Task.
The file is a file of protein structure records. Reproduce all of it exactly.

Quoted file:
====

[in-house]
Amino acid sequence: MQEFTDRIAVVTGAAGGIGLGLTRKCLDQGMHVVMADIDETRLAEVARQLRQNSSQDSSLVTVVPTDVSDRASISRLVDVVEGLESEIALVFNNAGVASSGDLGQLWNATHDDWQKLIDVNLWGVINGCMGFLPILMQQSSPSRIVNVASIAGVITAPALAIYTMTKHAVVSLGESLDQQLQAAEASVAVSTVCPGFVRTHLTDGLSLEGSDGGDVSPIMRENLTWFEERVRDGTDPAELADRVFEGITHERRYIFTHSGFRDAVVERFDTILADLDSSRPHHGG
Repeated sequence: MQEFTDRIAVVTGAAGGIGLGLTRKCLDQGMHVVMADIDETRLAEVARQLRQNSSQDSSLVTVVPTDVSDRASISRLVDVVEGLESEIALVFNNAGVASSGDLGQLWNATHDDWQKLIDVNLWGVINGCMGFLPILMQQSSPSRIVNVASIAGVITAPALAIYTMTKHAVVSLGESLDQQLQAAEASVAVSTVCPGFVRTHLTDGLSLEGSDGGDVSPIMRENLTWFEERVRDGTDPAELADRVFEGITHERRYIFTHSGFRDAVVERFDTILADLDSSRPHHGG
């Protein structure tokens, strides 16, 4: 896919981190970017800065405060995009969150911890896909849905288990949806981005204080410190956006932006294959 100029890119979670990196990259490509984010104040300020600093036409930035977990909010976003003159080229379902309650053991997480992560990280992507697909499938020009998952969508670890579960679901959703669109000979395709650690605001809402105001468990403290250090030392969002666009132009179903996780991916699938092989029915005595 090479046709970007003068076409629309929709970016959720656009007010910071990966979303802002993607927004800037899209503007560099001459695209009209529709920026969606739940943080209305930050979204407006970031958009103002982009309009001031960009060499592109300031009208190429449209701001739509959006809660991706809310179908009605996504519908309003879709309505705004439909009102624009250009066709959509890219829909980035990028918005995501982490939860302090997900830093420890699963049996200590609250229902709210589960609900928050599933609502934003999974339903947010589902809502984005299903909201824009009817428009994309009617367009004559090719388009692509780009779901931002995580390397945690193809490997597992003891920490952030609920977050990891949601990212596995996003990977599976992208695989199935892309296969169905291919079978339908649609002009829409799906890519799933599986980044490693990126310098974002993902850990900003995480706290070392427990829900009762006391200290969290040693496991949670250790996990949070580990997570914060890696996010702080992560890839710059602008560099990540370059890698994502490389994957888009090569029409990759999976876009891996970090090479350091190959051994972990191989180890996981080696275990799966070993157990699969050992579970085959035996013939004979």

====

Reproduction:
[in-house]
Amino acid sequence: MQEFTDRIAVVTGAAGGIGLGLTRKCLDQGMHVVMADIDETRLAEVARQLRQNSSQDSSLVTVVPTDVSDRASISRLVDVVEGLESEIALVFNNAGVASSGDLGQLWNATHDDWQKLIDVNLWGVINGCMGFLPILMQQSSPSRIVNVASIAGVITAPALAIYTMTKHAVVSLGESLDQQLQAAEASVAVSTVCPGFVRTHLTDGLSLEGSDGGDVSPIMRENLTWFEERVRDGTDPAELADRVFEGITHERRYIFTHSGFRDAVVERFDTILADLDSSRPHHGG
Repeated sequence: MQEFTDRIAVVTGAAGGIGLGLTRKCLDQGMHVVMADIDETRLAEVARQLRQNSSQDSSLVTVVPTDVSDRASISRLVDVVEGLESEIALVFNNAGVASSGDLGQLWNATHDDWQKLIDVNLWGVINGCMGFLPILMQQSSPSRIVNVASIAGVITAPALAIYTMTKHAVVSLGESLDQQLQAAEASVAVSTVCPGFVRTHLTDGLSLEGSDGGDVSPIMRENLTWFEERVRDGTDPAELADRVFEGITHERRYIFTHSGFRDAVVERFDTILADLDSSRPHHGG
């Protein structure tokens, strides 16, 4: 896919981190970017800065405060995009969150911890896909849905288990949806981005204080410190956006932006294959 100029890119979670990196990259490509984010104040300020600093036409930035977990909010976003003159080229379902309650053991997480992560990280992507697909499938020009998952969508670890579960679901959703669109000979395709650690605001809402105001468990403290250090030392969002666009132009179903996780991916699938092989029915005595 090479046709970007003068076409629309929709970016959720656009007010910071990966979303802002993607927004800037899209503007560099001459695209009209529709920026969606739940943080209305930050979204407006970031958009103002982009309009001031960009060499592109300031009208190429449209701001739509959006809660991706809310179908009605996504519908309003879709309505705004439909009102624009250009066709959509890219829909980035990028918005995501982490939860302090997900830093420890699963049996200590609250229902709210589960609900928050599933609502934003999974339903947010589902809502984005299903909201824009009817428009994309009617367009004559090719388009692509780009779901931002995580390397945690193809490997597992003891920490952030609920977050990891949601990212596995996003990977599976992208695989199935892309296969169905291919079978339908649609002009829409799906890519799933599986980044490693990126310098974002993902850990900003995480706290070392427990829900009762006391200290969290040693496991949670250790996990949070580990997570914060890696996010702080992560890839710059602008560099990540370059890698994502490389994957888009090569029409990759999976876009891996970090090479350091190959051994972990191989180890996981080696275990799966070993157990699969050992579970085959035996013939004979």